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Preparing for careers

In this step, we will look further into some of the key messages about careers and focus on how you need to prepare for the world of work.

Below are some of the key points you may have noted from the previous video. We’ve expanded on these to include insight from a range of recent employer surveys and reports.

What do you think these could mean for you now and in the future? Please do share your thoughts in the comments section below.

A key message is that you need to understand the new knowledge, skills, and aptitudes that you will need to develop. You will need to be adaptable, flexible, willing to up-skill, and motivated to adjust to different work environments. Careers of the future will require particular skills and qualities.

What level of skills and qualifications do employers want in the future?

  • There will be an increasing demand for higher skilled workers across the world. In the UK, there will be more jobs requiring higher level skills and fewer in lower skilled employment.

  • By 2022, it’s anticipated that over half the jobs will be in managerial, professional, or associate professional positions, which means an increasing number of people will need to have gained some level of higher education, whether through an apprenticeship, or college or university study.

  • Technology will increasingly be central to every work environment. Trends in technological developments suggest that boundaries will slowly dissolve between sectors and will change traditional ways businesses and people work. This will require continuous up-skilling and adaptation from you as employees to meet business needs change.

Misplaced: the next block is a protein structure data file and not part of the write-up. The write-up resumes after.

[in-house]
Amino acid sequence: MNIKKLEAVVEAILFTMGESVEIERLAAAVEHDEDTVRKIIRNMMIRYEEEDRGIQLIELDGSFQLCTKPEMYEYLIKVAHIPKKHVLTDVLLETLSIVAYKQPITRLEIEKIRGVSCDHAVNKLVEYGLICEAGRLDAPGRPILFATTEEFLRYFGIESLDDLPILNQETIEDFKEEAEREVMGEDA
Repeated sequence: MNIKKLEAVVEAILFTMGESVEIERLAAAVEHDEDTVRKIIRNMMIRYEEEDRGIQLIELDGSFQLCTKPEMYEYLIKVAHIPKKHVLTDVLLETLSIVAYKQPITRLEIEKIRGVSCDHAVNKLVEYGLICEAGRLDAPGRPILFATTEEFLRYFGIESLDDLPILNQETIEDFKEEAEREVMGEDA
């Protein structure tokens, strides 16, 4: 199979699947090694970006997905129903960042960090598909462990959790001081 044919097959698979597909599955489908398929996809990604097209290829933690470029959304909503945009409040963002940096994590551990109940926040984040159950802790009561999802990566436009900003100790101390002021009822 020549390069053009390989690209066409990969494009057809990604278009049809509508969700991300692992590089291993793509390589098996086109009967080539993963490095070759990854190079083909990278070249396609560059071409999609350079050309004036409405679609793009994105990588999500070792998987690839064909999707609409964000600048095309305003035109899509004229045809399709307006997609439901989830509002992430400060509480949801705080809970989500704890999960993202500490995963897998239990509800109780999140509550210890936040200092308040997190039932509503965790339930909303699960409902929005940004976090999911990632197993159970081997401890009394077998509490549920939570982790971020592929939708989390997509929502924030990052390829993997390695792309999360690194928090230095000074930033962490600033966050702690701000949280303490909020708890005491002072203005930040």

• To find out more, download the ‘Skills employers are looking for’ resource at the bottom of this page. It gives more information about the skills and knowledge you may need and how you can develop them.

Does it matter what degree subject I take and where I study?

  • Across the UK, employers report that it is difficult to recruit people with science, technology, engineering, and mathematics (STEM) skills at all levels.
  • 40% of employers surveyed said that they preferred to recruit graduates with a STEM subject.
  • 19% of employers preferred a business related subject.
  • 34% stated that they did not have any preference for a degree subject.
  • Only 17% of employers said the university attended was one of their top three considerations.
  • Important: Some careers and professions do require specific degrees, subjects, or other qualifications, so always check before choosing your degree if you have a particular career in mind.

What does it take to get hired?

  • When it comes to recruiting graduates, attitudes and aptitudes are often seen as more important than formal qualifications.
  • Although technical and basic skills are required to get past the initial application stage, other aspects such as personal qualities, attitudes, and general aptitudes are then seen as far more critical.
  • Resilience is frequently cited by employers as an essential quality for young people to possess – to be able to cope with set-backs and criticism, to be motivated to overcome obstacles, and to stay calm under pressure.
  • Crucial to the decision to recruit a young person are a positive attitude to work, punctuality, flexibility, verbal communication skills, and the ability to make a professional introduction.
  • Nearly half of employers surveyed stated that they had not hired a young person because they felt they did not have the right attitude.

Is work experience important?

One recent survey shows two thirds of employers look for graduates with relevant work experience because it helps graduates prepare for work and develops general business awareness. Importantly, a third of employers felt that applicants did not have a satisfactory level of knowledge about their chosen career or job.

We provide more information about how you can get work experience in the ‘Skills employers are looking for’ downloadable resource below.